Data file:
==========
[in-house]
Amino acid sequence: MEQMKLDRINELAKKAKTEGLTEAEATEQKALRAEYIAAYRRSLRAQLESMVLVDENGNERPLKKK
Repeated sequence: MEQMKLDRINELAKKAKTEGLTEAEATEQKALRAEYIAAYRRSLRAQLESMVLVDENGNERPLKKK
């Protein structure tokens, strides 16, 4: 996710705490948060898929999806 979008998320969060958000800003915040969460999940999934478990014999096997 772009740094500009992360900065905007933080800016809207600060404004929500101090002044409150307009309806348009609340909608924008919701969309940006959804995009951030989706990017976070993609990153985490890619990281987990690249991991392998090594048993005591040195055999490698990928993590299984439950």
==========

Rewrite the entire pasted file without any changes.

[in-house]
Amino acid sequence: MEQMKLDRINELAKKAKTEGLTEAEATEQKALRAEYIAAYRRSLRAQLESMVLVDENGNERPLKKK
Repeated sequence: MEQMKLDRINELAKKAKTEGLTEAEATEQKALRAEYIAAYRRSLRAQLESMVLVDENGNERPLKKK
């Protein structure tokens, strides 16, 4: 996710705490948060898929999806 979008998320969060958000800003915040969460999940999934478990014999096997 772009740094500009992360900065905007933080800016809207600060404004929500101090002044409150307009309806348009609340909608924008919701969309940006959804995009951030989706990017976070993609990153985490890619990281987990690249991991392998090594048993005591040195055999490698990928993590299984439950």